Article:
Tag: lcd panels

Large LCD display shipments fall

Samsung LCDImport tariffs on large displays is discouraging people from buying big TFT LCD displays. Currency fluctuations have also had an effect on the figures.

IHS Technology said in a report that shipments will fall by about five percent for the whole of 2015.

However, the decline in shipments will be offset by the manufacturers by growth in the amount of panels that can be built – that will grow by five percent in 2015.

IHS said that year on year shipments of displays for tablets, notebook PCs, and PC monitors will fall by 12 percent in 2015.

Yoonsung Chung, a senior analyst at IHS, said that maintaining TV panel production is the most important to use the full capacity of the fabrication plants that build the panels.

He said: “To consume this added capacity, TV panel makers must produce more panels, whch means the industry could end up adding excess panels to inventory, leading to sharp TV panel price erosion in the second half of this year.”

He said prices are also likely to fall in 2016, meaning the cost of 55-inch and bigger TVs will fall – and that may stimulate demand.

Oversupply causes flat panel pangs

Samsung LCDA combination of declining prices and oversupply of LCD TVflat panels is causing many manufacturers to rethink their strategy and to revise their buying tactics.

The problem is largely caused by a a lack of demand in the important Chinese market, with a number of major manufacturers including Samsung, LG Display, BEO, AU Optronics and Innolux to change their plans.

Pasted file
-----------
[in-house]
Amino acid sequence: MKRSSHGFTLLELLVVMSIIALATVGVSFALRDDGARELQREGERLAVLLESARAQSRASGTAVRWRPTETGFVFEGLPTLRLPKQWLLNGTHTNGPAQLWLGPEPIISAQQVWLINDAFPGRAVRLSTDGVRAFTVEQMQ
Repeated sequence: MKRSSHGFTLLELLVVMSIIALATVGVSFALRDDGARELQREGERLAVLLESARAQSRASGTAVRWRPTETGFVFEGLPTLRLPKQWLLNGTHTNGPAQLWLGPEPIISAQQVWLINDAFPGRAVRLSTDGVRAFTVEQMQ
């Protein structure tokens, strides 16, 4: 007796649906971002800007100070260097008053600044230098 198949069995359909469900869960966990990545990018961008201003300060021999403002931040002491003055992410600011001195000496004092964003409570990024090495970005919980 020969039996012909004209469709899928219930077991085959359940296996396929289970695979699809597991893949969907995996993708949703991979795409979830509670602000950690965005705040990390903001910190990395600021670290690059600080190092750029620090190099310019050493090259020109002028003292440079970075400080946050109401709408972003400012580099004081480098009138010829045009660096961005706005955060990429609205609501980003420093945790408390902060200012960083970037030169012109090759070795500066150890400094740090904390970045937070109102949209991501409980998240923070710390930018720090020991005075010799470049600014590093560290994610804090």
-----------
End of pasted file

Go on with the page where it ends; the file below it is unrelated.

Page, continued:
According IHS senior analyst Nick Jiang: “Panel inventory adjustment and stagnant sell through have caused TV makers in China to become more conservative in their panel purposes.”

He said that the conservative approach this year is a “major shift” from an aggressive market in 2014.

That, in turn, has caused the manufacturers of display makers to be left with too much stock. That will likely mean panel prices will fall further at the end of the year.

Data showed that in the first half of this year, panel manufacturers shipped close to 30 million TV display panels to Chinese TV makers, representing a 15 percent year on year growth.

However that all changed in the third quarter with manufacturers shipping 15 million panels, a 16 percent year on year decline. The same trend is likely to continue in this, the fourth quarter, Jiang said.